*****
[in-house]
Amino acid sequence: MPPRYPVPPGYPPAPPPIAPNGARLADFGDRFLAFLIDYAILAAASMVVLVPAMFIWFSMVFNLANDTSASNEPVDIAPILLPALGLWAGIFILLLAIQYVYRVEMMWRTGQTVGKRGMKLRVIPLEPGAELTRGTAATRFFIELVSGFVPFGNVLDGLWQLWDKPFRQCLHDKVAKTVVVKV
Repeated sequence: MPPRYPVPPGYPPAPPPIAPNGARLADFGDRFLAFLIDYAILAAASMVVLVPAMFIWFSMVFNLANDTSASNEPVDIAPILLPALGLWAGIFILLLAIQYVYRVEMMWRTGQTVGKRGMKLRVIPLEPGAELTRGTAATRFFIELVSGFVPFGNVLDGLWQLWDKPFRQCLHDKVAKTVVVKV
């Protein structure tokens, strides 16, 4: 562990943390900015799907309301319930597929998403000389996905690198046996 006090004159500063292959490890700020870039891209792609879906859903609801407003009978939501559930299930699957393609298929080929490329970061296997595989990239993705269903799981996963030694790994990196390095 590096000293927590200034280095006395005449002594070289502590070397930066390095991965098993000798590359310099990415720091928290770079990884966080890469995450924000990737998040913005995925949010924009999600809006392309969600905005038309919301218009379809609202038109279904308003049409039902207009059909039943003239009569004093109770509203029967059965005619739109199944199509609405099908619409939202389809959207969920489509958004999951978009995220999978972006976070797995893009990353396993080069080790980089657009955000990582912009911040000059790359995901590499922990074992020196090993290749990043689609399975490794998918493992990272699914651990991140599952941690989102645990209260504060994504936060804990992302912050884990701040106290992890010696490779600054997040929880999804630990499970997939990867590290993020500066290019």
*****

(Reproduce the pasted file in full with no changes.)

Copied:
[in-house]
Amino acid sequence: MPPRYPVPPGYPPAPPPIAPNGARLADFGDRFLAFLIDYAILAAASMVVLVPAMFIWFSMVFNLANDTSASNEPVDIAPILLPALGLWAGIFILLLAIQYVYRVEMMWRTGQTVGKRGMKLRVIPLEPGAELTRGTAATRFFIELVSGFVPFGNVLDGLWQLWDKPFRQCLHDKVAKTVVVKV
Repeated sequence: MPPRYPVPPGYPPAPPPIAPNGARLADFGDRFLAFLIDYAILAAASMVVLVPAMFIWFSMVFNLANDTSASNEPVDIAPILLPALGLWAGIFILLLAIQYVYRVEMMWRTGQTVGKRGMKLRVIPLEPGAELTRGTAATRFFIELVSGFVPFGNVLDGLWQLWDKPFRQCLHDKVAKTVVVKV
């Protein structure tokens, strides 16, 4: 562990943390900015799907309301319930597929998403000389996905690198046996 006090004159500063292959490890700020870039891209792609879906859903609801407003009978939501559930299930699957393609298929080929490329970061296997595989990239993705269903799981996963030694790994990196390095 590096000293927590200034280095006395005449002594070289502590070397930066390095991965098993000798590359310099990415720091928290770079990884966080890469995450924000990737998040913005995925949010924009999600809006392309969600905005038309919301218009379809609202038109279904308003049409039902207009059909039943003239009569004093109770509203029967059965005619739109199944199509609405099908619409939202389809959207969920489509958004999951978009995220999978972006976070797995893009990353396993080069080790980089657009955000990582912009911040000059790359995901590499922990074992020196090993290749990043689609399975490794998918493992990272699914651990991140599952941690989102645990209260504060994504936060804990992302912050884990701040106290992890010696490779600054997040929880999804630990499970997939990867590290993020500066290019």